Punishment Pass on Valencia Highlights Enforcement Chasm
Even When Caught on Video, Motorists Confidently Get Away With Reckless and Malevolent Driving
This video came to Streetsblog’s attention last week, shortly before the 4th of July holiday. It was posted on ‘SF Bikealot’s’ Youtube channel (Streetsblog has been poking around to try and find SF Bikealot’s identity, but so far without success. We hope he’ll reach out to us to discuss this video and some others on his channel.)
But the incident, in which a motorist in a Toyota Scion recklessly crossed the double yellow line on Valencia Street and sped around SF Bikealot, who had apparently left the bike lane to go around some trucks, is telling. For one, it speaks to the utter insanity we all encounter on the streets of San Francisco on a daily basis–exactly what was this motorist trying to accomplish?
All he did was endanger everyone on that stretch of Valencia, including himself, to be first at the next red light. Clearly, he didn’t get wherever he was going any faster–because SF Bikealot easily caught up to him. And, it should be noted, the motorist had time to get out of his car, comically puff his chest up, and confront SF Bikealot.
What’s even more maddening is the total impunity shown by ‘Bobby,’ the motorist. Surely, he can see he’s on camera–and in case he can’t, SF Bikealot tells him as much. (Bobby has dealer plates from Melody Toyota in San Bruno…maybe he thinks that makes him impossible to identify?)
Either way, he’s confident that nothing will happen to him, even though he’s on video, even though he blew right past the Mission police station!
And he’s almost certainly right.
Streetsblog has asked SFPD officers before about whether they would do anything if shown video of motorists endangering people’s lives. The answer is always the same: ‘No’–only if they see the incident themselves or if a crash resulted.
The only exceptions Streetsblog is aware of in California are truly extreme cases. In Glendale a driver was charged, based on video evidence, with intentionally driving at a cyclist. And, closer to home, there’s the case of Anthony Ryan, who was also attacked by a motorist. One hopes that in such a case, where the motorist seems to be purposely aiming at the cyclist, as opposed to just driving like a dangerous maniac, that any law enforcement agency on earth would do something.
But that still leaves Bay Area cyclists and other vulnerable road users with basically no recourse when it comes to run-of-the-mill reckless drivers such as Bobby. “The only solution I know of in California is to make a citizen’s arrest,” explained Andy Gillin of GJEL Accident Attorneys. To state the obvious, that’s hardly a practical solution “… because it risks a physical confrontation.”
That said, the police, in an incident some two years ago, did cite a motorist ‘just’ for passing dangerously based on video evidence alone. The difference was it happened in Oregon, not California. Unfortunately, in California, some lawmakers are more interested in lowering fines for running red lights than keeping our roads safe.
Meanwhile, advocates for safe streets are continuing to pursue A.B.342, an Automatic Speed Enforcement (ASE) pilot in the Bay Area. The idea is that cameras will automatically snap a photo of a license plate of any motorists who is driving 10 mph above the speed limit. A ticket would be issued automatically. California State Assemblymember David Chiu (D-San Francisco), the author of the bill, had to pull the legislation back, at least temporarily, last April.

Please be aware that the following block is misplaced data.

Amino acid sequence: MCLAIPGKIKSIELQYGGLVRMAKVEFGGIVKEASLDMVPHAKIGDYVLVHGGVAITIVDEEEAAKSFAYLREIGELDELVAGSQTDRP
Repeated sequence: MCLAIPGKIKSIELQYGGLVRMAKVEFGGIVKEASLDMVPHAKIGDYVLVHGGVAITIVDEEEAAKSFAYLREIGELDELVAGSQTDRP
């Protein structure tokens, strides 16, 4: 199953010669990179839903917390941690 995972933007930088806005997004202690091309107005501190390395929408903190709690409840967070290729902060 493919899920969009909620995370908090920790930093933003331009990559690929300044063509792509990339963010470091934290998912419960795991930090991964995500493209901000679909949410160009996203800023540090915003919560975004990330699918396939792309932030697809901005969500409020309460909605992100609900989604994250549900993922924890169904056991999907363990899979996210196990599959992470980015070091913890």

It would be interesting to consider, as state officials and advocates pursue ASE, if we can figure out a way to use the video we already have for more than just outing reckless and malicious drivers or establishing who was at fault after a collision. There’s plenty of it: many Streetsblog readers are probably also following this story about a racist motorist, caught on video, harassing and honking at a cyclist in Sunnyvale last week. Every cyclist has been subject to punishment passes–more and more incidents are getting recorded on video.
Video has already played a pivotal role in establishing who was at fault after a crash–just ask Timothy Doyle, who was hit by an SFPD cruiser. But perhaps we need to work on state legislation to make it so this kind of video goes to good use even when a crash is narrowly avoided. If Oregon can figure out ways to do this, why can’t California? Streetsblog has asked that question of Chiu. His chief of staff said he’ll try and get back to Streetsblog later today–Streetsblog will update this post accordingly.
“There are probably a lot of right answers to the question of how to reduce conflicts on San Francisco streets,” opined Chris Cassidy, spokesman for the San Francisco Bicycle Coalition, in an email to Streetsblog. “To my knowledge, though, none is as cost-efficient and effective as design solutions. On Valencia, for instance, if there were physically protected bike lanes, we’d see obstructions avoided, reduced speeds, and improved safety for all road-users.”
No argument there. But in the meantime, maybe if Bobby and others like him knew there was a real chance he’d lose his license, or his insurance would go up, or he’d at least get a fine, he might learn to be less reckless and more patient. We’ve got the video technology to make that happen–in many cases, it’s already strapped to our handlebars and helmets. Our lawmakers and enforcement officers need to put it to use.